Antimicrobial stewardship strategies form a vital filtration system for our healthcare system. Here, Adrian Pittock marketing director of Valley Northern, a UK leading pharmacy and healthcare supplier, explains the vital role that pharmacists play in promoting antimicrobial stewardship (AMS) to ensure the future of treatment for infection is sustainable.
Only certain objects can fit through a filter, such as a sieve or fine mesh. Liquid and small particles will pass through while other particles are stopped in their tracks. The same idea should be applied to prescribing antimicrobials. Certain people need, and therefore, should pass through the filter and receive this treatment, whereas others should be held back by the filter, to try other treatment options before resorting to antimicrobials.
Inappropriate use of antimicrobials, such as antibiotics, is the key driver in the spread of antimicrobial resistance, meaning that infectious microbes are no longer killed by the treatment. Additionally, with the discovery and production of new antimicrobials slowing down, there is a greater concern for the sustainability of our current supply of treatment. Ultimately, steps need to be taken to preserve the antimicrobials we already have, which relies on a reinforced filtration system across the entire healthcare sector.
The National Institute for Health and Care Excellence (NICE) defines antimicrobial stewardship as "an organisational or healthcare-system-wide approach to promoting and monitoring judicious use of antimicrobials to preserve their future effectiveness." It encompasses everyone in healthcare.
Professor Dame Sally Davies, chief medical officer, said in the 2013 Chief Medical Officer's report, "Antimicrobial resistance poses a catastrophic threat. If we don't act now, any one of us could go into hospital in 20 years for minor surgery and die because of an ordinary infection that can't be treated by antibiotics". This alarming notion shows the importance of reinforcing the antimicrobial filter.
NHS England released a Commissioning for Quality and Innovation (CQUIN) in 2016, which was a financial incentive for pharmacies to reduce the indiscriminate or inappropriate use of antibiotics and review antibiotic treatment within 72 hours of administration. The CQUIN framework is intended to reward excellence, encouraging a culture of continuous improvement.
Rebecca Carter, a neurosciences specialist pharmacist based in Oxfordshire, believes a key strategy to achieving CQUIN targets is education. "I would advise focussed training in areas where over consumption of antimicrobials is high, to help them to identify areas in their practice where they may be able to use alternative agents, or increase their knowledge of antimicrobial stewardship."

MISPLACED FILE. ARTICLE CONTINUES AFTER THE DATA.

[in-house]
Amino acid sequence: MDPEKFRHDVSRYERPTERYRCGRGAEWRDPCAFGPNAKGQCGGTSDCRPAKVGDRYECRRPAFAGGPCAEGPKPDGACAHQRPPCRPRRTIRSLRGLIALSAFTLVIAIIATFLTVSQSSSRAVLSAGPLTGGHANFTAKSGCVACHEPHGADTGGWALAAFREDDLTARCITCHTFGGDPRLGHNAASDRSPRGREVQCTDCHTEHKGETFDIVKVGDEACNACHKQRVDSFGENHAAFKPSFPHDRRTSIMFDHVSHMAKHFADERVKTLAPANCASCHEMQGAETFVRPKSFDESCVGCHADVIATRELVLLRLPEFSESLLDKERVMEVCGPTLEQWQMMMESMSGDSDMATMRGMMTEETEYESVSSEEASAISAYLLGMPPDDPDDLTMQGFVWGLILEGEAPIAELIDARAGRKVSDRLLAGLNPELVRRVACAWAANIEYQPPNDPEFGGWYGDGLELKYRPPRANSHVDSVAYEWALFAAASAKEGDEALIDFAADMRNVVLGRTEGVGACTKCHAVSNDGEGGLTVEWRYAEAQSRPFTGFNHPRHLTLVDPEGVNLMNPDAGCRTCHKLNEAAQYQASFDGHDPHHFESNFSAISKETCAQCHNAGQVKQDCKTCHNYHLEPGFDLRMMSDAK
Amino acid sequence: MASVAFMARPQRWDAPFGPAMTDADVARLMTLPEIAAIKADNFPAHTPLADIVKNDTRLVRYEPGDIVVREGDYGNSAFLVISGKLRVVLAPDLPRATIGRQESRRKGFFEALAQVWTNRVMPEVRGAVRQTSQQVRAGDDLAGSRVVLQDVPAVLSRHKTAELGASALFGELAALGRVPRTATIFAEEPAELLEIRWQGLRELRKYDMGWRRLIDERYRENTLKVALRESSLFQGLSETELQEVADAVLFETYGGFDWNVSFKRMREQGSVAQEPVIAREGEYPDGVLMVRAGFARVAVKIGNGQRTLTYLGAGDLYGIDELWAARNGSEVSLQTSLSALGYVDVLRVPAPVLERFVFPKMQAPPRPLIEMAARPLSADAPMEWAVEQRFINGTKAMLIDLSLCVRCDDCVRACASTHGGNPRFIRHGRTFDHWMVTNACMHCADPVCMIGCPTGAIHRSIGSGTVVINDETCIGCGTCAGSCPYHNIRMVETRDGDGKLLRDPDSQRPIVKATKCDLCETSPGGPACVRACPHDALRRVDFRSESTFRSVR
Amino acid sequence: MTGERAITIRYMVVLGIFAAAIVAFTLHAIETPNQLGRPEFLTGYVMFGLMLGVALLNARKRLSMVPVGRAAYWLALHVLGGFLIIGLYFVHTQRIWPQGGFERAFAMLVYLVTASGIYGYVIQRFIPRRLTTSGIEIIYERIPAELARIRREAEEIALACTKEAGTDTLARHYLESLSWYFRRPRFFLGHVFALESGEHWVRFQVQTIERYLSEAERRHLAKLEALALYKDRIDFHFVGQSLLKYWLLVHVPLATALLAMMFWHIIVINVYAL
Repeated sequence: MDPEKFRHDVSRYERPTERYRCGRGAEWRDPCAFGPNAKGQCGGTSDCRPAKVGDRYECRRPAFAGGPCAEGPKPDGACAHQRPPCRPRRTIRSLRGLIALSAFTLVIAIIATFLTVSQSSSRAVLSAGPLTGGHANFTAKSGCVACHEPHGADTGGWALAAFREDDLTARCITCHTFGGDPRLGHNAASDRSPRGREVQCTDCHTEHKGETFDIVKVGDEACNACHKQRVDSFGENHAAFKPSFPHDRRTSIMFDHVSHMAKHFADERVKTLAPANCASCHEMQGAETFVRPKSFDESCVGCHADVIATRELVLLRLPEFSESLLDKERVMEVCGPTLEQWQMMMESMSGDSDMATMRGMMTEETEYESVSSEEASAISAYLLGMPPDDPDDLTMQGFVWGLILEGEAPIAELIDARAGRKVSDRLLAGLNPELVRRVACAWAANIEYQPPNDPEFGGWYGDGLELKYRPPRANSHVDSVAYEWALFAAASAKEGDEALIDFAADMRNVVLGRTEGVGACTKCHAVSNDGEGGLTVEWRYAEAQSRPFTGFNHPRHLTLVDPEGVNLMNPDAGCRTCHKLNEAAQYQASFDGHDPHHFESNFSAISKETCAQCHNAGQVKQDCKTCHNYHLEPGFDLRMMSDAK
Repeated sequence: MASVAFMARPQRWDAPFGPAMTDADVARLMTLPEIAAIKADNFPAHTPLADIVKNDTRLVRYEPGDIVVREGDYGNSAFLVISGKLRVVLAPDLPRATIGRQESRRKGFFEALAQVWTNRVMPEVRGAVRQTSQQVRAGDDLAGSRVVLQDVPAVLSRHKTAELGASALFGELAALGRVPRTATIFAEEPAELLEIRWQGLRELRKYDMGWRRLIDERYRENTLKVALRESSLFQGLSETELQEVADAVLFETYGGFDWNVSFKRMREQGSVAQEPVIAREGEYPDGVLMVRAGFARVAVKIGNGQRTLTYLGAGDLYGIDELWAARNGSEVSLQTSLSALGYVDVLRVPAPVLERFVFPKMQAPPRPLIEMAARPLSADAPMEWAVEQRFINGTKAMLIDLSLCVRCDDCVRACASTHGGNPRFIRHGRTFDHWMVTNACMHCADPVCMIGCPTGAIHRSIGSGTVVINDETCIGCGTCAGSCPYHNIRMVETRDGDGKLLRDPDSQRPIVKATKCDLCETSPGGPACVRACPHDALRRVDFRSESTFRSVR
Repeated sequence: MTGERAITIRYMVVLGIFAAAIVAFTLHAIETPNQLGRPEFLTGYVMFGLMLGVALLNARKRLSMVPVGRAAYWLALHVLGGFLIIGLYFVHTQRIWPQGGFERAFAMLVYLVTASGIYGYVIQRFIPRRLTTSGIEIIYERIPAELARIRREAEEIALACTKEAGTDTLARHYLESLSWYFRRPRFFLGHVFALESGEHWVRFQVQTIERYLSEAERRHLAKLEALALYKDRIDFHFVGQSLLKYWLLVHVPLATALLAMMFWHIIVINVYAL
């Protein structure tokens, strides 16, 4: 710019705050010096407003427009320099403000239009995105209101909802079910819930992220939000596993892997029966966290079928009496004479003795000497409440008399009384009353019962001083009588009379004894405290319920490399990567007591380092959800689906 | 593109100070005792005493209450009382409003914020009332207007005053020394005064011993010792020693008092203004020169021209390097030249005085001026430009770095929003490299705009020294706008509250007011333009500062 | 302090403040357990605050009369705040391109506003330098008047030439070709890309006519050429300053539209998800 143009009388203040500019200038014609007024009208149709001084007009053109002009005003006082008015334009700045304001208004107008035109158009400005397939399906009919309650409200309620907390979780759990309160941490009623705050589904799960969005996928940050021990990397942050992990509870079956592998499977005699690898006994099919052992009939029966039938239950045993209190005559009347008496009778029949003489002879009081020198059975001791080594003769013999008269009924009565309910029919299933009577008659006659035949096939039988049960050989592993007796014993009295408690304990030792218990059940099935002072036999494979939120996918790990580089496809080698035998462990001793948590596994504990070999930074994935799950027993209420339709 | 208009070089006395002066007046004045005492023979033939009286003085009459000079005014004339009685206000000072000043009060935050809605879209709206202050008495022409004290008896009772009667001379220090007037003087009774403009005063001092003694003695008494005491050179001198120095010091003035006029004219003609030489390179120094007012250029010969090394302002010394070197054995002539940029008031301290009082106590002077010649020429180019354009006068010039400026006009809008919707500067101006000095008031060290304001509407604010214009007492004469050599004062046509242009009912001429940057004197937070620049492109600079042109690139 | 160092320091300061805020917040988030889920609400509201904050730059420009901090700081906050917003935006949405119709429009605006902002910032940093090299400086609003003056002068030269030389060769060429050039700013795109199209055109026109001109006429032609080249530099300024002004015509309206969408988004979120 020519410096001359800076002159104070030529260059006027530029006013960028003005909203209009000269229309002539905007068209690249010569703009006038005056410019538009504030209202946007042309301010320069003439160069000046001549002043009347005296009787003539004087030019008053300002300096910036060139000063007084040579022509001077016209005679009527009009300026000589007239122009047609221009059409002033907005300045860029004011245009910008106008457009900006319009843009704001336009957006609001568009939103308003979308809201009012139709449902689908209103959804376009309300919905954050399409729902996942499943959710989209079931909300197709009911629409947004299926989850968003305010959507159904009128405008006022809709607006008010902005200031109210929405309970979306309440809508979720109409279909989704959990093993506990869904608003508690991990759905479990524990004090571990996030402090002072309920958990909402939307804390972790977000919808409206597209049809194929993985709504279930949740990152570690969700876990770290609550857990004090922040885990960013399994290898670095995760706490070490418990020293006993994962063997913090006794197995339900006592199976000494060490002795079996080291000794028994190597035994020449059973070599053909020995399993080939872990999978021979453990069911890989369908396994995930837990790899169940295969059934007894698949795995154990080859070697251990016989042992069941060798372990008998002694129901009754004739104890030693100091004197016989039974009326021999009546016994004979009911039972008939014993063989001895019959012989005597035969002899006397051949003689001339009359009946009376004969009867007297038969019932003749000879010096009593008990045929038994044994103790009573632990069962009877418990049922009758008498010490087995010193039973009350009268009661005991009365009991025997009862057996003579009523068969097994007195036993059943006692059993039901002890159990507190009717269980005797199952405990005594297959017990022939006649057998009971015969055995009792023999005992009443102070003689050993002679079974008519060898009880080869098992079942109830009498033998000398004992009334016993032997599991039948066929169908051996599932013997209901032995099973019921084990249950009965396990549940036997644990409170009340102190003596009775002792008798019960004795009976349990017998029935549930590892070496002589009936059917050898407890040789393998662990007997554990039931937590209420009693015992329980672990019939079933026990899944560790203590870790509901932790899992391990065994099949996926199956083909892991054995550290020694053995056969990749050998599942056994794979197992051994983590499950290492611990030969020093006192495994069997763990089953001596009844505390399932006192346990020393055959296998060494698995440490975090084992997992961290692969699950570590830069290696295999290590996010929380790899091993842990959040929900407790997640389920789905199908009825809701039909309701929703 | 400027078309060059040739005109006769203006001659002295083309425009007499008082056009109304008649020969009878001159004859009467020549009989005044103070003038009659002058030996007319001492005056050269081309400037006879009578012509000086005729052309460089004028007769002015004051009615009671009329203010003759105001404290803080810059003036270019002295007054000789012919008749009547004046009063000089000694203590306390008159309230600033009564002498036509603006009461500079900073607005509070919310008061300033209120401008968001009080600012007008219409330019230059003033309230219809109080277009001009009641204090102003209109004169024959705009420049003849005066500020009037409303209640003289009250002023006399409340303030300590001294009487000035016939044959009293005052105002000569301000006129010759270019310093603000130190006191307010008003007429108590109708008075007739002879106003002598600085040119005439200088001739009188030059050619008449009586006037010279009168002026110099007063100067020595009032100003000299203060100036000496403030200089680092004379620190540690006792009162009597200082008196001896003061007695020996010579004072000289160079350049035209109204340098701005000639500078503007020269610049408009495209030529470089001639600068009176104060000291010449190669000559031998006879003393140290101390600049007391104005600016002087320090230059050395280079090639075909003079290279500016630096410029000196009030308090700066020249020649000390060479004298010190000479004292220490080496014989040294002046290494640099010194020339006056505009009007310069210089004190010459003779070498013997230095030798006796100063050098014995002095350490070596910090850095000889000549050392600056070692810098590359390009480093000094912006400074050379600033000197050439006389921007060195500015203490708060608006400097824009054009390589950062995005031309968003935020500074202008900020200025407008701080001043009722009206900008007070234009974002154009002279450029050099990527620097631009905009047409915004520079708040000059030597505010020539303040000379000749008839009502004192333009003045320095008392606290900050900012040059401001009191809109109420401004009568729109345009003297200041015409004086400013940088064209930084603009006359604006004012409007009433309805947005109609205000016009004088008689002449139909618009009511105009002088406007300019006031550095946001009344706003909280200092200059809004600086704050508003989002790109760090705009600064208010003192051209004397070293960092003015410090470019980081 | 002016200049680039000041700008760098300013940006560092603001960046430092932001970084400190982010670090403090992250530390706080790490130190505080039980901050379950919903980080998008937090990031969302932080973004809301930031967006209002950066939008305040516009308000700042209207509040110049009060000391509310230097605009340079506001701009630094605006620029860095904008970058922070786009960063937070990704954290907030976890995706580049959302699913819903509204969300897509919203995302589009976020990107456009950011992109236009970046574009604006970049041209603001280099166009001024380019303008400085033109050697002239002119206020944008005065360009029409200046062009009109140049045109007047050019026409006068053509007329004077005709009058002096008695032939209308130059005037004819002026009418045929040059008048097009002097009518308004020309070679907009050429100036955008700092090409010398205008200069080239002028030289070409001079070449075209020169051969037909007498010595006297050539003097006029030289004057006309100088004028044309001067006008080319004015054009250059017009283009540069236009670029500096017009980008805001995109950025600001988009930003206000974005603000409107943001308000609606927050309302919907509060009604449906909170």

Community pharmacists have some of the most significant opportunities to intervene and prevent unnecessary antimicrobial use, as patients often go to their community pharmacist first to seek expert advice. This is an opportunity to quash any misconceptions surrounding antimicrobials, as well as to educate the community on infection prevention strategies, including good hygiene, hand washing and vaccinations.
Pharmacy labels, like the ones provided by Valley Northern, are available to affix to pharmacy bags to enhance existing communication strategies. Often, conversations in a pharmacy may be forgotten by the time to customer gets home, but pharmacy labels continue to get the message across for much longer. Labels such as 'complete entire course' will continue to speak volumes for as long as the label is visible. These labels resonate with customers as they take their prescription home, away from the busy pharmacy environment.
Additionally, influenza vaccinations should be proactively marketed to vulnerable groups, saving on antimicrobial resources in the long-term. By simply sticking a label on pharmacy bags stating 'flu jabs are available here', this message is clear. Small changes such as using pharmacy labels can complement AMS efforts greatly.
If prescribers aren't sure if antimicrobials are required, delayed (back-up) prescriptions are an alternative to immediate antimicrobial prescribing. It encourages other treatment as a first step but allows a person to access antimicrobials without another appointment if their condition gets worse. However, a survey in the British Medical Journal found that 72 per cent of the general public were unaware of this delayed system.
With this delayed way of prescribing likely to increase further to complement AMS strategies, patients may require reassurance and advice from their pharmacists as they may have expected to receive antibiotics. With changes like this ongoing, community pharmacists not only need to keep up-to-date with the most recent guidelines but create a pharmacy environment indicative to AMS. Pharmacies are an ideal place to display antimicrobial resistance and infection prevention leaflets.
When patients bring their antibiotic prescription to a pharmacy, this is an important opportunity for pharmacists to have discussions about what has caused the infection, alternative treatment and the risks of taking antibiotics. Additionally, pharmacists can act as reinforcement within the antimicrobial filtration system, asking questions that GPs may have already asked but are worth asking again. Questions could surround current medicines, hygiene and allergies.
All pharmacists can play their part in slowing down the emergence of antimicrobial resistance and conserve precious healthcare resources. Without pharmacist's supportive efforts, a gaping hole would be present in a vital filtration system.